• depotentiation;
  • fEPSP;
  • protein synthesis;
  • synaptic plasticity;
  • theta-burst stimulation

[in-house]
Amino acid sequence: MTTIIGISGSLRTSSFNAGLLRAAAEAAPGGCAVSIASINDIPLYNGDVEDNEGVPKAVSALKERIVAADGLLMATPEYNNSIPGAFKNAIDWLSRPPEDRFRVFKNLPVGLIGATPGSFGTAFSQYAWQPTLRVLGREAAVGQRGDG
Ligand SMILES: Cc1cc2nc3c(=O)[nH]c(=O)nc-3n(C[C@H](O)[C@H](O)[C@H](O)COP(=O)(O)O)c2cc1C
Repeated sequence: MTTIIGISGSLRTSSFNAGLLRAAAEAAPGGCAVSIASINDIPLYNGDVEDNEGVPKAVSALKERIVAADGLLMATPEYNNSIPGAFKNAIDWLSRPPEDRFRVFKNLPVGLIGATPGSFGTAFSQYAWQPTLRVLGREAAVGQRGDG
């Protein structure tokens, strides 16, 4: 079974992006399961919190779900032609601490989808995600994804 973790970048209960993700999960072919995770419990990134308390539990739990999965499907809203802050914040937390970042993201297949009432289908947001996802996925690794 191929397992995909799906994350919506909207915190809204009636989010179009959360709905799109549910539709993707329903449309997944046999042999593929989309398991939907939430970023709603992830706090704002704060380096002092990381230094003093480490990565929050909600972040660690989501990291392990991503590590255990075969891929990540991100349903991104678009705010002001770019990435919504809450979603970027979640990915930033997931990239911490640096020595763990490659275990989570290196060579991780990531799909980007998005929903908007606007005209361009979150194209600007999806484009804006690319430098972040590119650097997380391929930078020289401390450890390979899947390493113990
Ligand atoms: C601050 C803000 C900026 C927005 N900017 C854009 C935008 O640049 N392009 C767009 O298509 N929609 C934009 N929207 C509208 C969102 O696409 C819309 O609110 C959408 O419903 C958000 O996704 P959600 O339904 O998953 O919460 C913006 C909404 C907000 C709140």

Long-term potentiation (LTP) is a well-characterized form of synaptic plasticity that fulfills many of the criteria for the neural correlate of memory. LTP reversal (or depotentiation, DP) is thought to correlate with prevention or elimination of memory storage. LTP during and immediately after induction can be easily reversed by afferent stimulation, when applied within the optimal time window. The aim of the present study was to determine whether later-phase LTP (L-LTP) could be reversed by special patterned stimulation applied at 2 h after LTP induction, as well as to characterize the receptor mechanisms underlying this reversal. Field excitatory postsynaptic potentials evoked by Schaffer collateral stimulation were recorded from the CA1 subfield of adult rat hippocampal slices. Results demonstrated that stable LTP, which was induced by six theta-burst stimulations, was mediated by NR2A-containing N-methyl-d-aspartate receptors (NMDARs). This L-LTP was partially reversed by high-intensity paired-pulse low-frequency stimulation (HI-PP-LFS) and was inhibited by Zn2+ (30 nm), a voltage-independent NR2A-NMDAR antagonist. However, NR2B-NMDAR antagonists (Ro 25-6981, 1 μm) displayed no effect on L-LTP reversal. L-LTP partial reversal was also induced by HI-PP-LFS, when the protein synthesis inhibitors anisomycin (25 μm) and cycloheximide (60 μm) were applied following LTP induction. These results suggested that NR2A-containing NMDARs are required for L-LTP induction and DP in the hippocampal CA1 area of adult rats. Moreover, HI-PP-LFS was an effective stimulation pattern to induce DP.